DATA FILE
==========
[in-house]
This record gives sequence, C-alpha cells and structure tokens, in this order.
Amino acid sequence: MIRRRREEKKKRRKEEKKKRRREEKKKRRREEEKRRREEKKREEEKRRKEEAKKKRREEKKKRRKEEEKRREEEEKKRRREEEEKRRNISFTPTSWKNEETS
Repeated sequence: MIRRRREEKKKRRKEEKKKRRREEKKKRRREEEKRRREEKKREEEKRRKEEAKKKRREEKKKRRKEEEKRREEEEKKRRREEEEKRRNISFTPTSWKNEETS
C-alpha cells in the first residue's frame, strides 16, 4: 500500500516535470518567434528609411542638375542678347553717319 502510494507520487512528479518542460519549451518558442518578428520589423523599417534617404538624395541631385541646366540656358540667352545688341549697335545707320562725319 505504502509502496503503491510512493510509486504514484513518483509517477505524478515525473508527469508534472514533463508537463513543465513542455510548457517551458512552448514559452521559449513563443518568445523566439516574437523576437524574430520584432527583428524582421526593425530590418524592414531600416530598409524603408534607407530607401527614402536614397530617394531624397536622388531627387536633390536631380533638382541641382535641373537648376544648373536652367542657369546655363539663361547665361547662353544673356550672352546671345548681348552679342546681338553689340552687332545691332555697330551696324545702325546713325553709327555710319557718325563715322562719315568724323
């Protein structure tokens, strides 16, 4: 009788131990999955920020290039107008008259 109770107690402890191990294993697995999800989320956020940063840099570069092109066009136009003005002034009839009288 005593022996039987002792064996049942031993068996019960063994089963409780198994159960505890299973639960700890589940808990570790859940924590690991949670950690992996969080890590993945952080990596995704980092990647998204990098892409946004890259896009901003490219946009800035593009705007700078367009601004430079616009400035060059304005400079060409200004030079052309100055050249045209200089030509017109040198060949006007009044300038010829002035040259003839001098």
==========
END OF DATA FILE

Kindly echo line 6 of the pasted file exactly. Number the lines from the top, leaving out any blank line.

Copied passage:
């Protein structure tokens, strides 16, 4: 009788131990999955920020290039107008008259 109770107690402890191990294993697995999800989320956020940063840099570069092109066009136009003005002034009839009288 005593022996039987002792064996049942031993068996019960063994089963409780198994159960505890299973639960700890589940808990570790859940924590690991949670950690992996969080890590993945952080990596995704980092990647998204990098892409946004890259896009901003490219946009800035593009705007700078367009601004430079616009400035060059304005400079060409200004030079052309100055050249045209200089030509017109040198060949006007009044300038010829002035040259003839001098």